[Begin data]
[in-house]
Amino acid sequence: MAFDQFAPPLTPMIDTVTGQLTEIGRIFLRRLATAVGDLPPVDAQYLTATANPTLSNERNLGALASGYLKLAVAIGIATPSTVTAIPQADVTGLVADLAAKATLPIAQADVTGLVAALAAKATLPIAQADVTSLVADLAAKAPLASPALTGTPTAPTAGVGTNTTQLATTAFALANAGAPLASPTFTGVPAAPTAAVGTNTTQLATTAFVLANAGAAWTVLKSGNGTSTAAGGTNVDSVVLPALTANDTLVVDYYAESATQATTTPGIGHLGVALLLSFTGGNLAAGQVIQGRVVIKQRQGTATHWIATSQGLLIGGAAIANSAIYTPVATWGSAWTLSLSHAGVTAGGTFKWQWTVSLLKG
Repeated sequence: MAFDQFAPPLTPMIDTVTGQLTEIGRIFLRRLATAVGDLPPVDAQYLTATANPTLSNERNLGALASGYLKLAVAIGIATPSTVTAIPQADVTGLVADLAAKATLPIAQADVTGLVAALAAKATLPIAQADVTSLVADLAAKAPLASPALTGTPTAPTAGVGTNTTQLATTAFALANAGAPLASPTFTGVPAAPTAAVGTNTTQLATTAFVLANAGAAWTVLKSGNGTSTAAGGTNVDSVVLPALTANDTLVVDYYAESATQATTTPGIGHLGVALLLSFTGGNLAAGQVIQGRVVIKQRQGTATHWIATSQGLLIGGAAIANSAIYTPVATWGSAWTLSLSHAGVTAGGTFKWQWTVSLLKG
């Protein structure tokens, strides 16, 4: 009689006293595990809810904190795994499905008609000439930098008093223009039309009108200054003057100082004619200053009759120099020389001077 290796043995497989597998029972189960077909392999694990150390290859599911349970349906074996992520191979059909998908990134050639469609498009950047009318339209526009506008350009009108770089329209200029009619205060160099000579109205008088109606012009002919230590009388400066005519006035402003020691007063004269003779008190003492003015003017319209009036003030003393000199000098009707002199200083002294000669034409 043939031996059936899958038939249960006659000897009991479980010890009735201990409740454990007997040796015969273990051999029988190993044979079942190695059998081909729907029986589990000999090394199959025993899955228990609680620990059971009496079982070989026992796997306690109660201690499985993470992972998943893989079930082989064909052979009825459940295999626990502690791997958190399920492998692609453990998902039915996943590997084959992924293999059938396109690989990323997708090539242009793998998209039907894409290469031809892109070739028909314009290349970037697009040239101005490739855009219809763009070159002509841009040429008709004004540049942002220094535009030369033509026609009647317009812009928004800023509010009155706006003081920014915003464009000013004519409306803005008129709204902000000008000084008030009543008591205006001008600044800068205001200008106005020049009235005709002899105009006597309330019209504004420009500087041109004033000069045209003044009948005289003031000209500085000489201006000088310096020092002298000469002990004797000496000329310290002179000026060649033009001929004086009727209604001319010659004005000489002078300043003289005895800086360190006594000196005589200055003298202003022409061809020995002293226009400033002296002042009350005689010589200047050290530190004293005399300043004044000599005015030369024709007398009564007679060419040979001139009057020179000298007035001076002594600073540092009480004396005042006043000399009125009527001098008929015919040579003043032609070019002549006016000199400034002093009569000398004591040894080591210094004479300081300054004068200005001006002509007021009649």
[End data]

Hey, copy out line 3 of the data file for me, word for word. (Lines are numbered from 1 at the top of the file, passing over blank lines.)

Repeated sequence: MAFDQFAPPLTPMIDTVTGQLTEIGRIFLRRLATAVGDLPPVDAQYLTATANPTLSNERNLGALASGYLKLAVAIGIATPSTVTAIPQADVTGLVADLAAKATLPIAQADVTGLVAALAAKATLPIAQADVTSLVADLAAKAPLASPALTGTPTAPTAGVGTNTTQLATTAFALANAGAPLASPTFTGVPAAPTAAVGTNTTQLATTAFVLANAGAAWTVLKSGNGTSTAAGGTNVDSVVLPALTANDTLVVDYYAESATQATTTPGIGHLGVALLLSFTGGNLAAGQVIQGRVVIKQRQGTATHWIATSQGLLIGGAAIANSAIYTPVATWGSAWTLSLSHAGVTAGGTFKWQWTVSLLKG